An example of an internal monologue occurs in "Ulysses" by James Joyce when Leopold Bloom is walking along in Dublin past a candy shop: "Pineapple rock, lemon platt, butter scotch. / A sugar-sticky girl shoveling scoopfuls of creams for a christian brother. / Some school great. / Bad for their tummies." This internal monologue is Leopold thinking inside his own mind and letting his thoughts wander.
These thoughts are then captured for the reader. An internal monologue, sometimes called an interior monologue, is a type of stream of consciousness. In it, the writer will show the inner thoughts of a person in the writer's story. The writer will portray these inner thoughts in the same way and the same order that these thoughts enter the mind of the character. The writer will not write any description or commentary of the inner monologue.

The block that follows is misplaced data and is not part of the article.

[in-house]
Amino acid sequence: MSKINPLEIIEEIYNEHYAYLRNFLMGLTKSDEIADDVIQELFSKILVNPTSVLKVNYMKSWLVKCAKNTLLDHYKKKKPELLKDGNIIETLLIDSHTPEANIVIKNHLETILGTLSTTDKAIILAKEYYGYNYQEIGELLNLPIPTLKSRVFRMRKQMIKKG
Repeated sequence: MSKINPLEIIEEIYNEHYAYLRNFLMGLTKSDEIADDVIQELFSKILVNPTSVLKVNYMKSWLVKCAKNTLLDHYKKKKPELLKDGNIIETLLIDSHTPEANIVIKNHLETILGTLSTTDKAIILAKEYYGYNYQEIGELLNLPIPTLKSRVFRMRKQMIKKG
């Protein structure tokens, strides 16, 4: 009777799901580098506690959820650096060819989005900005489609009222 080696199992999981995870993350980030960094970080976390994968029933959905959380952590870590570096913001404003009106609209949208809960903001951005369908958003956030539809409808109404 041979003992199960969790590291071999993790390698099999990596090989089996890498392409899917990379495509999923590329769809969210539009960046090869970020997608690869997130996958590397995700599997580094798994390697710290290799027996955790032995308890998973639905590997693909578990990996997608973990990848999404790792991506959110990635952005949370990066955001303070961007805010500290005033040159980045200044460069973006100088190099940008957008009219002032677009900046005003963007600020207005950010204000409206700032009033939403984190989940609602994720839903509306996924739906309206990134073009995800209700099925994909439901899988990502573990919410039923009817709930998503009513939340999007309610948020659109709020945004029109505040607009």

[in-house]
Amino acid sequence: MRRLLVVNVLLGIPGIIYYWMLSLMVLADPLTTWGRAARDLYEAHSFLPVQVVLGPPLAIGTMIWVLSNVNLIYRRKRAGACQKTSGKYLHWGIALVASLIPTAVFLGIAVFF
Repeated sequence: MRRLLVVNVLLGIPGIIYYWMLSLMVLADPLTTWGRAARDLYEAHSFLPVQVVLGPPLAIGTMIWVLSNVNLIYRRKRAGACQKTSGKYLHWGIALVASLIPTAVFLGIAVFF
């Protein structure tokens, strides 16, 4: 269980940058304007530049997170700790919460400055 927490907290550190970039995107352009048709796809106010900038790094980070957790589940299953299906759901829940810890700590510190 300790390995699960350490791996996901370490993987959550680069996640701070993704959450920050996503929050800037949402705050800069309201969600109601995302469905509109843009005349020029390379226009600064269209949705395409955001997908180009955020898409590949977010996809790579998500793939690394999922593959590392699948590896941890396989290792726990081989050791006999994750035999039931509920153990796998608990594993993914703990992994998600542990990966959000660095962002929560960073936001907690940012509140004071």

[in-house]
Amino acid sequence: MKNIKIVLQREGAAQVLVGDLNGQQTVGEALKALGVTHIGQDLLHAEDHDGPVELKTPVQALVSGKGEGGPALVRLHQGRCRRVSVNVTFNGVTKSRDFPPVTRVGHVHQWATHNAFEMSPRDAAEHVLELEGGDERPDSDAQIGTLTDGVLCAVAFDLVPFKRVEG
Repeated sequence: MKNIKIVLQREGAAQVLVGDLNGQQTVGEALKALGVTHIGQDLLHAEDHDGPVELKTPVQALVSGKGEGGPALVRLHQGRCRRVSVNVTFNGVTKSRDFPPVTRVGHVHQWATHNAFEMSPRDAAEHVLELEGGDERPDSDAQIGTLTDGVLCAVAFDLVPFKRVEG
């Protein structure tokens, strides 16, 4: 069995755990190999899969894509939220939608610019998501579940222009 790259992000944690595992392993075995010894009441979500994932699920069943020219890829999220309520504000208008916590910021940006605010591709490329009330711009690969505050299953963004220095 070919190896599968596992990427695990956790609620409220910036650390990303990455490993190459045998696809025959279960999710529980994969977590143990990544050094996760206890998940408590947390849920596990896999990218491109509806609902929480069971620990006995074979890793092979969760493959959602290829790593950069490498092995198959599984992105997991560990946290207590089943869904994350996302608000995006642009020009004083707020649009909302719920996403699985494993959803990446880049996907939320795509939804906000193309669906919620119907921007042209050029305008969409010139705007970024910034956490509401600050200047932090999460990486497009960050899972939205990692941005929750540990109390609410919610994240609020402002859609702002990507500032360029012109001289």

The inner monologue will also not be written in a grammatically correct style usually as the thoughts will come out of the character in a surge. Internal monologues can be found in both nondramatic and dramatic fiction as a form of narrative technique. Edouard Dujardin was the first writer to use the internal monologue frequently and artistically in his 1887 writing, "We'll to the Woods No More." It soon then became a popular feature in 20th-century psychological books.